The Great Himalaya Trail – in the dusty shade of the yak caravan

I tighten my cap, swing on the hood of my insulation jacket and zip it at the fullest. The wind is howling straight into my face and I feel some ice christals forming on my ugly, wide beard. To my left, the Lhashamma peak (6412m) is being swallowed by the clouds. The first such weather for weeks. It has been crisp for ages now.

Ascending towards Kagmara La, Dolpo District, Nepal, Himalaya

Ascending towards Kagmara La, Dolpo District, Nepal, Himalaya

I feel like running the marathon, exhausted but still 5km until the finish. Every step up it takes, my lungs cry for oxygen and my muscles cry for help. 200m ascend until the 5100m Kagmara La pass is reached. I’m allready higher then any possible summit in the Alps, but the ridges and gloaming peaks around me just laugh with that thought.

Near the Kagmara La, Dolpo, Shey Phoksundo NP, Nepal

Near the Kagmara La, Dolpo, Shey Phoksundo NP, Nepal

I still cannot distinguish the prayer flags at the pass for which I long so much. A golden eagle swoops without any effort in a thermal. My thoughts swing away back to Simikot, which we left in the hot, baking sun 2 weeks ago, with a compass heading south-east.

A farmer with his cattle herd on the small trails along the Humla Karnali river, Humla, Nepal

A farmer with his cattle herd on the small trails along the Humla Karnali river, Humla, Nepal

We were about to follow the turquoise Humla Karnali-river into the Mugu-district. At lower elevations (we descend into the Middle Hills at around 1500m-2000m), the ever rising and plunging down along the river was easier to digest.

Through the Humla Karnili gorge towards Mugu-district

Through the Humla Karnili gorge towards Mugu-district

Dense, mixed, conifer, birch, oak, walnut and rhododendron forrest are opened up only for some of the most primitive villages we have ever been through. Huge cannabis plants border the wheat fields and spread with a small breeze its deep, sweat smell over the trail.

Dal bhat with fresly dried goat meat, Surkeghat, Humla, Nepal

Dal bhat with fresly dried goat meat, Surkeghat, Humla, Nepal

Time has come to a halt here centuries ago. Children don’t beg for balloons, pens nor chocolates in the villages of Dharma and Rimi. Englishis is an unknown language. It’s half-way october and the fields shine like gold. Harvest is closing-in soon now. This time of the year people can feed themselves (and us). We do not want to imagine how life must be here after winter when all food is gone. Life is harsh here in Mugu. Tourism is below infancy. The Great Himalaya Trail will hopefully boast the region in some way in the coming years.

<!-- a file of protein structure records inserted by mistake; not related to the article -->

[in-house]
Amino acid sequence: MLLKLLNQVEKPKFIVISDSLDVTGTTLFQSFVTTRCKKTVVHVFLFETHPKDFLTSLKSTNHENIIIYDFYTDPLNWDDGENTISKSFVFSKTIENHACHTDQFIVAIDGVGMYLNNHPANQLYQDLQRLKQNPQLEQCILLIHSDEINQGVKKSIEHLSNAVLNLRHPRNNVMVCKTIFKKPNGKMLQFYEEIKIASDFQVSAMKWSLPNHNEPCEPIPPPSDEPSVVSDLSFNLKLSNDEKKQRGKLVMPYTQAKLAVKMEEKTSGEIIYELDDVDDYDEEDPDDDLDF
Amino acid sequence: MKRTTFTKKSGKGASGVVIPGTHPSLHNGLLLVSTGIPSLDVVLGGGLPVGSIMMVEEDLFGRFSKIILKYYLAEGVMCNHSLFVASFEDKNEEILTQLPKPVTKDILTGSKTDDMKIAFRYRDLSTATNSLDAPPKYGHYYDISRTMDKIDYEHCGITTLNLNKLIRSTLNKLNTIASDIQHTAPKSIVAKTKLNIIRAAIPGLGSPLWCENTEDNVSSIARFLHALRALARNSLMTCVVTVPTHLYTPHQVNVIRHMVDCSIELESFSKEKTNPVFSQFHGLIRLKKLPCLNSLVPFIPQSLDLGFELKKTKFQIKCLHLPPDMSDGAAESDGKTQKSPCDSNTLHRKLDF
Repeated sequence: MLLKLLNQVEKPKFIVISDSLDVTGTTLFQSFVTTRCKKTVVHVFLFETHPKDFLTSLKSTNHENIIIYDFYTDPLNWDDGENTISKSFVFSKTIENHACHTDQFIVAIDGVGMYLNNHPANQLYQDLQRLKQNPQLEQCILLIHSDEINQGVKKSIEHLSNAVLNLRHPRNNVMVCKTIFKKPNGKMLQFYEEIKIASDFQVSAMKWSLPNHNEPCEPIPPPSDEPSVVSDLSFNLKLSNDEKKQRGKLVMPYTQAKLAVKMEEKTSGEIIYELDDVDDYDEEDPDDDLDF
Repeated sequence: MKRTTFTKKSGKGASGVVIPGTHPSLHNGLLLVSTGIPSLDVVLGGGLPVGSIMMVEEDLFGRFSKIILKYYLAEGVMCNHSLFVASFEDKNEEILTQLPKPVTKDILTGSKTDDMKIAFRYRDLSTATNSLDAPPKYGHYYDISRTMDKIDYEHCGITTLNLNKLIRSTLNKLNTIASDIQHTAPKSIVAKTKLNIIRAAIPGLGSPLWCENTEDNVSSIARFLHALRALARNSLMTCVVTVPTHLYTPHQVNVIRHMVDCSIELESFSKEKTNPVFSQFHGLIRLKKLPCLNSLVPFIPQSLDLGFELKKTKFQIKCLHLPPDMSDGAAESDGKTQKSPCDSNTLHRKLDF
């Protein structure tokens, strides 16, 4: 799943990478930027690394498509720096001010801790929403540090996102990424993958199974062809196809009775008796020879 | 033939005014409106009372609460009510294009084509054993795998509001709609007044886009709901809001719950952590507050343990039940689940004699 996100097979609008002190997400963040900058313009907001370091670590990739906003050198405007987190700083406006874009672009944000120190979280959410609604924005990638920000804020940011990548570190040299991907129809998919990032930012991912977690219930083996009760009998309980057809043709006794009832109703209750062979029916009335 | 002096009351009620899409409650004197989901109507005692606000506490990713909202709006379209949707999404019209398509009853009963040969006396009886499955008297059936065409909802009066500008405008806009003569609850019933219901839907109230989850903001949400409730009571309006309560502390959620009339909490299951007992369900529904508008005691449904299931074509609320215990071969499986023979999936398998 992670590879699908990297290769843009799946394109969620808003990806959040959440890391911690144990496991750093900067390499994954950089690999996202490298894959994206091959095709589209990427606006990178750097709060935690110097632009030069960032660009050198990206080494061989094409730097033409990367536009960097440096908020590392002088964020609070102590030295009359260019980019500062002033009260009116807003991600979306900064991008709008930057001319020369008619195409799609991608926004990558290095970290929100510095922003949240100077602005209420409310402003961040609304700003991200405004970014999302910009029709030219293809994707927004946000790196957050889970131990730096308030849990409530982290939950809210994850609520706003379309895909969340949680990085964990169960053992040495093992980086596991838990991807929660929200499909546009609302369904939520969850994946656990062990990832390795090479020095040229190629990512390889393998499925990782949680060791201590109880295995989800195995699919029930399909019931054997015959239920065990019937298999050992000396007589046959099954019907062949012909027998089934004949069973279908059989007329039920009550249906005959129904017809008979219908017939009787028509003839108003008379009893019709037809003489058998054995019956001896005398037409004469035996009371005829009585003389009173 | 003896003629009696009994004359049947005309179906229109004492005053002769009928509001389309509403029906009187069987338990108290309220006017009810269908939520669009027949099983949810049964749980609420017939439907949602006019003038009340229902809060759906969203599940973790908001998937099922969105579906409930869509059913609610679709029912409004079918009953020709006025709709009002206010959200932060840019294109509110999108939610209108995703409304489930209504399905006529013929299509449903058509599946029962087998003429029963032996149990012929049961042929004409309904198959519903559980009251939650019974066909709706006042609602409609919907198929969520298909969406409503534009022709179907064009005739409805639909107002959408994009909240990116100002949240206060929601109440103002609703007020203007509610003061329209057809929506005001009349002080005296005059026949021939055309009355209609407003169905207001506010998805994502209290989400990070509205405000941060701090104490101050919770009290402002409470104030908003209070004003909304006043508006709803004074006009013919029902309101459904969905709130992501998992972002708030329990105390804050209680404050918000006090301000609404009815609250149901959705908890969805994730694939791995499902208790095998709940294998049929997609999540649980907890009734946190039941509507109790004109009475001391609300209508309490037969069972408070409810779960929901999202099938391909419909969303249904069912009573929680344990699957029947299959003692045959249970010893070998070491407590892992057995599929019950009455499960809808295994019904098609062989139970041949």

Children run along, when we walk through Rimi-village in Mugu. They keep chanting namaste untill we dissapear in the forrest far away from the village.

Children run along, when we walk through Rimi-village in Mugu. They keep chanting namaste untill we dissapear in the forrest far away from the village.

The scenery changes with every curve of the river altough in this part of Nepal you will not find the extreme, high 8000m fluted peaks for which the Himalaya is known. Walking here is a flash back in time, where modern world has not touched down yet. People are poor and underdevelopped, but that ever welcoming smile burries ever such taught.

The Mugu Karnali River joins the Humla Karnali further south, dropping out of the HImalaya into the Ganges Plains in India.

The Mugu Karnali River joins the Humla Karnali further south, dropping out of the HImalaya into the Ganges Plains in India.

We cross the suspension bridge over the Mugu Karnali river and step into a dinstinct world. Gamghadi is a radical change. Everybody is preparing for the Dasain-festival. Painting is going on. And a gravel road construction is on the way from Jumla, 3 days walking away. It’s an up and down of mule caravans on the steep forrested trails, transporting out the famous red rice, cultivated in Mugu, and bringing in consumer goods, transported into the region via the only road, which ends in Jumla.

Jumla-streets are filled with goat and sheep blood, as villages people sacrifice for the Dasain-festival, the main celebration of the Hindu year.

Jumla-streets are filled with goat and sheep blood, as villages people sacrifice for the Dasain-festival, the main celebration of the Hindu year.

In Jumla we hire 2 new porters before setting of for Nepal’s least inhabited district: the mystical Dolpo. Fortress-like settlements are very scattered, so we need to carry more food and kerosene. Dolpo, like the Limi-valley, is tied culturally to Tibet. Budhism is the way to go. Manis, stupas, gompas and prayer-flag ornated monasteries. Dust-throwing yak caravans are just mere dots in the arid red-rolling mountain desert, set against ever blue skies and radiating sun.